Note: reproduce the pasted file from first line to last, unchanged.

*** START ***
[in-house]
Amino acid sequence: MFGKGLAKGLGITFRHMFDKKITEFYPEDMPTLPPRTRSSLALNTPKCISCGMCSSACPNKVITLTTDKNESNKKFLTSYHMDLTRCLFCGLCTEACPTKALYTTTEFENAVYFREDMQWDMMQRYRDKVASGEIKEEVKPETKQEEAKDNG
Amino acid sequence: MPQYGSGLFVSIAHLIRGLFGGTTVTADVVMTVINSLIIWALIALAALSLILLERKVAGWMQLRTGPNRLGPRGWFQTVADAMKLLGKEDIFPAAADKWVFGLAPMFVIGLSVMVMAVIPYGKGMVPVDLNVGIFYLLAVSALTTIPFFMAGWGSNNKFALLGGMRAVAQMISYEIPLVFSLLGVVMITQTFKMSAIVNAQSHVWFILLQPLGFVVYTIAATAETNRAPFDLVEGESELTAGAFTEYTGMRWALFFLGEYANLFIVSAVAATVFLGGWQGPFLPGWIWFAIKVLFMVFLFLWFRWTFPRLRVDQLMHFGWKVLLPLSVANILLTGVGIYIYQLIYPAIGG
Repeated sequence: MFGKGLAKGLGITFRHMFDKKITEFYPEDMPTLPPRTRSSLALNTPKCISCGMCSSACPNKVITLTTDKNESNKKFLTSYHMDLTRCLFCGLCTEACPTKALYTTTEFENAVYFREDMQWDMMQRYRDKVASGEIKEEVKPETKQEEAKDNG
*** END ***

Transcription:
[in-house]
Amino acid sequence: MFGKGLAKGLGITFRHMFDKKITEFYPEDMPTLPPRTRSSLALNTPKCISCGMCSSACPNKVITLTTDKNESNKKFLTSYHMDLTRCLFCGLCTEACPTKALYTTTEFENAVYFREDMQWDMMQRYRDKVASGEIKEEVKPETKQEEAKDNG
Amino acid sequence: MPQYGSGLFVSIAHLIRGLFGGTTVTADVVMTVINSLIIWALIALAALSLILLERKVAGWMQLRTGPNRLGPRGWFQTVADAMKLLGKEDIFPAAADKWVFGLAPMFVIGLSVMVMAVIPYGKGMVPVDLNVGIFYLLAVSALTTIPFFMAGWGSNNKFALLGGMRAVAQMISYEIPLVFSLLGVVMITQTFKMSAIVNAQSHVWFILLQPLGFVVYTIAATAETNRAPFDLVEGESELTAGAFTEYTGMRWALFFLGEYANLFIVSAVAATVFLGGWQGPFLPGWIWFAIKVLFMVFLFLWFRWTFPRLRVDQLMHFGWKVLLPLSVANILLTGVGIYIYQLIYPAIGG
Repeated sequence: MFGKGLAKGLGITFRHMFDKKITEFYPEDMPTLPPRTRSSLALNTPKCISCGMCSSACPNKVITLTTDKNESNKKFLTSYHMDLTRCLFCGLCTEACPTKALYTTTEFENAVYFREDMQWDMMQRYRDKVASGEIKEEVKPETKQEEAKDNG